Guest Authors, Kids

Author and Illustrator Open Up About Open This Little Book

Debut Author Jesse Klausmeier and award-winning illustrator Suzy Lee (Wave, Shadow) share how they collaborated on the innovative and already-acclaimed (“A delightful and timely homage to reading and, more, to books themselves.” – Kirkus Reviews, Starred Review), Open This Little Book.

Where did you get the idea for Open This Little Book?

Jesse: I first had the idea when I was around 5 years old. I always wanted to read as many books as possible before going to bed, so when it came time for my last book, I would stuff other books inside a bigger one. One day, while at my grandparents’ house, I decided that I should write a book that had other books inside of it. Twenty years later I wrote the full manuscript, and five years after that, here it is!

How did you develop the concept for illustrating Open This Little Book?

Suzy: The ideas of dream-within-a-dream, mirror-within-a-mirror and book-within-a-book always fascinate me! We discussed what characters would fit, how they would interact with each other, which colors would match, which stories each page would have, and how much smaller the next page should be and… it was fun to discuss (as always) but it was not so easy to figure out how to realize it (as always).

The text seems to be simple, but the story itself is not that simple. It was a real team effort between me, Jess, our editor, Victoria, and the designer, Sara. I enjoyed the whole process and learned a lot while working on this project.

Show us your space!

Jesse: My writing area is generally well organized and pretty sparse. When I’m in the middle of research or doing inspiration boards (collages that capture the spirit of the story I’m working on) it can get messy. But when I’m focused on writing or editing, my desk is clear.

The few items that are displayed on my desk are beloved books and mementoes that inspire me. Writing is a solo activity, and surrounding myself with reminders of friends, colleagues, and the authors/illustrators that I love reminds me that I’m part of a larger creative community.

Suzy: I finished Open This Little Book just before I left Singapore—now our family has moved back to Korea. So there are many boxes around my workroom in the photo. I printed all of the double-spread pages and stuck them on the closet so that I could see how they flow.

The pencil drawing of the ladybug’s world.

This is my messy little workroom—my kids want to be next to me all the time. I worked and they did what they wanted (and, in this photo, my husband as well!). It’s a small workroom but everybody was here all the time!

What’s your routine when you’re working on a book?

Jesse: It’s a constant balance between structure and freedom. I like to take field trips for inspiration during the drafting and research stages, but then, as the story becomes more and more solid, I need more structure and fewer distractions. I also let each polished draft rest for two weeks (time permitting) before looking at it again, to keep my eyes fresh.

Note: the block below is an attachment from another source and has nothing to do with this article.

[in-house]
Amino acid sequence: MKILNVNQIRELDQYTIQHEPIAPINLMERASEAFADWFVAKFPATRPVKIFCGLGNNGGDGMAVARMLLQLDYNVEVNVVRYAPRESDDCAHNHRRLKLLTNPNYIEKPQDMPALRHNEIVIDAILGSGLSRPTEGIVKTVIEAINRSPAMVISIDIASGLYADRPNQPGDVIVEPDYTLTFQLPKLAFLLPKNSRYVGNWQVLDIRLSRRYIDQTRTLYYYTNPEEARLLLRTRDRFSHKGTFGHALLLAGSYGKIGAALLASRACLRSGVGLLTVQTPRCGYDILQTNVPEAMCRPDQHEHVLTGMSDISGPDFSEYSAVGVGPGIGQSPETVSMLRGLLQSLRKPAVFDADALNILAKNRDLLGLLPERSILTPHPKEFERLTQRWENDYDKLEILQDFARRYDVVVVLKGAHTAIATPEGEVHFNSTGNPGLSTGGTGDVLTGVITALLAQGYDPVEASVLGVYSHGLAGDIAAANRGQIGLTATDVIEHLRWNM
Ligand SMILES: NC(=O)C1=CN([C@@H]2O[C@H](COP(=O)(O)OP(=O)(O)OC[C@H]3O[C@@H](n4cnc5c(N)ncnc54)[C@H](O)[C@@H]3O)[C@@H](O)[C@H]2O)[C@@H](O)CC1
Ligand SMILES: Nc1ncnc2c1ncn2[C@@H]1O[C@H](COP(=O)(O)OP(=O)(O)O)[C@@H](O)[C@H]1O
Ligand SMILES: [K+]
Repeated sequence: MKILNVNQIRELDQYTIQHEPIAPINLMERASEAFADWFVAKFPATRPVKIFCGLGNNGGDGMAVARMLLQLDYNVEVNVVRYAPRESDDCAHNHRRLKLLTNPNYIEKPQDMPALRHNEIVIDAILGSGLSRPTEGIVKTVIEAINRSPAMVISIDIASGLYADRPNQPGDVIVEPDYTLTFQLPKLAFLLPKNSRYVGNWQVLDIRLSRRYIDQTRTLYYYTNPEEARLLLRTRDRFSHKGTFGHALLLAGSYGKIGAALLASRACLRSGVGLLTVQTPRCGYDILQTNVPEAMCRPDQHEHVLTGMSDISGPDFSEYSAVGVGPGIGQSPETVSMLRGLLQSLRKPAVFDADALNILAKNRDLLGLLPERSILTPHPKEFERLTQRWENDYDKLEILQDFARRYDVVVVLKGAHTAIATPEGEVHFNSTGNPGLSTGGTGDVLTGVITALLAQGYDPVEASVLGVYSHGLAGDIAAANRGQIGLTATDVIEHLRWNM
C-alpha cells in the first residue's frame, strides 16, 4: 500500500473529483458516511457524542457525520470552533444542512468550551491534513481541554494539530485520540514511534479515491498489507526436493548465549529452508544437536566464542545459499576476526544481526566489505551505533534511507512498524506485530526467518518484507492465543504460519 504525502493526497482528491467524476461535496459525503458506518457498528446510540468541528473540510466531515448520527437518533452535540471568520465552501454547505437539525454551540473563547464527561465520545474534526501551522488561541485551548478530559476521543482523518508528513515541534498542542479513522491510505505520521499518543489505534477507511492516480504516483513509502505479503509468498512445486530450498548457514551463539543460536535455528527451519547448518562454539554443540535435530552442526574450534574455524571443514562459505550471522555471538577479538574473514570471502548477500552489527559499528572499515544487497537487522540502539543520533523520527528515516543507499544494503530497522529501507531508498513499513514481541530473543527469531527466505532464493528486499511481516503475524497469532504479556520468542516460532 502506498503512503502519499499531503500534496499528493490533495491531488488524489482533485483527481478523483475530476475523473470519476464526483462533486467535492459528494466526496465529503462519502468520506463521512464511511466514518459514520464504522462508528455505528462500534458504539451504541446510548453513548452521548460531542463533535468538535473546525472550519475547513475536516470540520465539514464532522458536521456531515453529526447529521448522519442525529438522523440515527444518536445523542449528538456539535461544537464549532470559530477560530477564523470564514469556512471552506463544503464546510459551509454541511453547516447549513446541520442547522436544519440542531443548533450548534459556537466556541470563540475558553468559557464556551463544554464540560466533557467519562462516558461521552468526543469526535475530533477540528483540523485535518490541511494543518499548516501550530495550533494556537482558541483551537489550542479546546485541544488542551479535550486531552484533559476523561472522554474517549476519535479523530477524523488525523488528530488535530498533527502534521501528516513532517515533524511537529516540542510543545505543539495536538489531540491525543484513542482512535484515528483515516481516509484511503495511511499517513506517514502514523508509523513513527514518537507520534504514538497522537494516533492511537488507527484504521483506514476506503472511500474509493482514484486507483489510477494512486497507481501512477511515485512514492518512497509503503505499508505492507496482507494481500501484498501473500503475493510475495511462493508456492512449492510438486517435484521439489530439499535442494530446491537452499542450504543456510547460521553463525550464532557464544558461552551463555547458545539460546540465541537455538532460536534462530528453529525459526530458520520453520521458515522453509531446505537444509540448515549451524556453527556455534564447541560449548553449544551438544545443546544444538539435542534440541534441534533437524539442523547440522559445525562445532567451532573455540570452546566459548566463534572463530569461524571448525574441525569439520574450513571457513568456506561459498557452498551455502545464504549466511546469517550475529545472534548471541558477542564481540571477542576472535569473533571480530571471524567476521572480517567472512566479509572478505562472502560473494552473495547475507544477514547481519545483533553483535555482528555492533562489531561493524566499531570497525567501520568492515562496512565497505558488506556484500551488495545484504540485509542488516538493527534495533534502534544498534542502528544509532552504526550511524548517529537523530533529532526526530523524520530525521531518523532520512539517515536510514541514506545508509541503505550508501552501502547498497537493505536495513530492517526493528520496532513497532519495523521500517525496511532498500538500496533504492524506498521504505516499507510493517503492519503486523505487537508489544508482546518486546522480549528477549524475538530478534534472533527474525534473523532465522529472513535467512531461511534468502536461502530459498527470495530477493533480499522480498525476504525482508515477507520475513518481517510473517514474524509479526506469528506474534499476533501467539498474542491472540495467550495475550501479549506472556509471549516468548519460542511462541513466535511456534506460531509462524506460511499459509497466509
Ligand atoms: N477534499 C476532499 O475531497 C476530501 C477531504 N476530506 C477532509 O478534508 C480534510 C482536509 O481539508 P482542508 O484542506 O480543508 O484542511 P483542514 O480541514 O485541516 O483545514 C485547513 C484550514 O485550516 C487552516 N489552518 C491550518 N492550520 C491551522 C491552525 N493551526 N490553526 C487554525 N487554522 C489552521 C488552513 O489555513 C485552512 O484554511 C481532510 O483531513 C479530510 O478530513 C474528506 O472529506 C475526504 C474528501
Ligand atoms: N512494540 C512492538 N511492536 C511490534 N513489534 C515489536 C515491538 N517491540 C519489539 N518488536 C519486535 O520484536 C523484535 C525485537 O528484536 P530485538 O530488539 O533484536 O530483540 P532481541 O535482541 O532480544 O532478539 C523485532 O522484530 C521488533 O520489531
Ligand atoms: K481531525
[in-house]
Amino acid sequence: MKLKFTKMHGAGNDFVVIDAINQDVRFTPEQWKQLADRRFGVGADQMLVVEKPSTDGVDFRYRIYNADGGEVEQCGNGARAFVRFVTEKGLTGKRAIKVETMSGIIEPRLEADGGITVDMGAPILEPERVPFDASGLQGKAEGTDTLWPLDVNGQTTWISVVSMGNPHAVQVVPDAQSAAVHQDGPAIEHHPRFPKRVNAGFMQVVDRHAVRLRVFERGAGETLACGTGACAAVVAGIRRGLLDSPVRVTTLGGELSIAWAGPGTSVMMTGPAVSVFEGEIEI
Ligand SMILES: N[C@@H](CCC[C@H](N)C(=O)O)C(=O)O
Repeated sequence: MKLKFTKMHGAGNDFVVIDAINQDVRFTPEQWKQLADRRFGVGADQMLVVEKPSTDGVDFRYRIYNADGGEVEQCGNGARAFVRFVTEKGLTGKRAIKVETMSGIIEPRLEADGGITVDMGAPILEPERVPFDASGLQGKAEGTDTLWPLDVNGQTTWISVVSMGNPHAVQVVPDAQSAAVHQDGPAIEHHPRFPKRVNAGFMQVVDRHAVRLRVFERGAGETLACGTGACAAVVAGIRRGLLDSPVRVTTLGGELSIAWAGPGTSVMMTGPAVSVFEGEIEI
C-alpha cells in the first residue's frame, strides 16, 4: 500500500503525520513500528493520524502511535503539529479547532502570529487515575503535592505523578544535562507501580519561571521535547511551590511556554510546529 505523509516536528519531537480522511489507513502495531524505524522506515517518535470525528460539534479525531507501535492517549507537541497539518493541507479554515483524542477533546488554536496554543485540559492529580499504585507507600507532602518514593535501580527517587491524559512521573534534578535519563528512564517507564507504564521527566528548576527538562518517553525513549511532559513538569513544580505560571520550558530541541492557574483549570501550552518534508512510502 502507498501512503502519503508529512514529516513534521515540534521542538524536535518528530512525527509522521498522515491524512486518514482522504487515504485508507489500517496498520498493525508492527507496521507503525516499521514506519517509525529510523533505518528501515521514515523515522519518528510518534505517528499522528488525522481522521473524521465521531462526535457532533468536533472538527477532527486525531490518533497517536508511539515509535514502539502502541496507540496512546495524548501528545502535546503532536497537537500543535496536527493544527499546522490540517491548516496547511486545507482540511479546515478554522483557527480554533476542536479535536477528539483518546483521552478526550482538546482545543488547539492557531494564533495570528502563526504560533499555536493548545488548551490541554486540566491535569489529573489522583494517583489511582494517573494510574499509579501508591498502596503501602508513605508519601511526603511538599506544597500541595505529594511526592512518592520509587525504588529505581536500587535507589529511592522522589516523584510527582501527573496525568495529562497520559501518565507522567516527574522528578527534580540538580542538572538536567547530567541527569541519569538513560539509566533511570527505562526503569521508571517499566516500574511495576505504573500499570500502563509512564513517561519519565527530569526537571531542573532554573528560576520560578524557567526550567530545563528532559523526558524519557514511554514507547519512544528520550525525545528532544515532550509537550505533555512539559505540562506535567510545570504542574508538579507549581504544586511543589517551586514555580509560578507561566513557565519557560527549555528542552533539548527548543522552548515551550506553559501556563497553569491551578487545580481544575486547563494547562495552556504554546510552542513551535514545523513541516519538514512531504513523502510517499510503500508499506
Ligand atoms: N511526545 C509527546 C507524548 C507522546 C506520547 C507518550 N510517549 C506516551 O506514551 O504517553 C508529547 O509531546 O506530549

Did you do any research for Open This Little Book?

Jesse: I studied as many conceptual books as I could in preparation for Open This Little Book. The balance between the text and the illustrations is crucial, and most of the books I studied were authored and illustrated by the same person. As an author who is lacking in the drawing department, I knew that my text needed to be strong enough to stand alone.

Suzy: This project instantly reminded me of three of my favorite books that are “books about books.”

I loved the idea that the main character of Das Buch Im Buch actually enters into the book. That is a real reading experience: we fall into a book and when we come out of the book, our world has been changed. You may notice how colorful the ladybug’s world is in Open This Little Book after all the adventures she goes through!

This was made by my son, when he was 4 years old. He simply piled up the colored papers and bound them together and named it Rainbow Book. I don’t know if it was his intention that the papers folded unevenly so that it gave a more dynamic feeling and a great color combination. My son’s little rainbow book reminded of me Bruno Munari’s Libro illeggibile. Surely they started from the same idea!

I loved the pile of sheets of flat color that Munari and my son’s books created. The book gives you an illusion that there’s a world inside it, but in reality, it is just a pile of flat paper!

Bruno Munari’s Libro illeggibile.

What was it like when you first saw Suzy’s illustrations for Open This Little Book?

When I first saw them, they moved me to tears. I absolutely adore the characters, and the last page is one of my favorite illustrations of all time.

What was it like when you first held a finished copy of Open This Little Book?

Jesse: For the first five minutes, I just stared at the cover and stroked the embossing as I waited for my heart to stop slamming in my chest. The first time I read the book, my eyes were blurred with tears. I am just so proud of this book, and I still can’t believe it exists.

Suzy: I was thrilled to see the finished copy. Since we changed the format, design, and even story a lot, somehow nobody could really imagine what the final form would be. It was a surprise to see all the ideas actually came true, like magic!

Lara Starr
Publicity, Children and Teens

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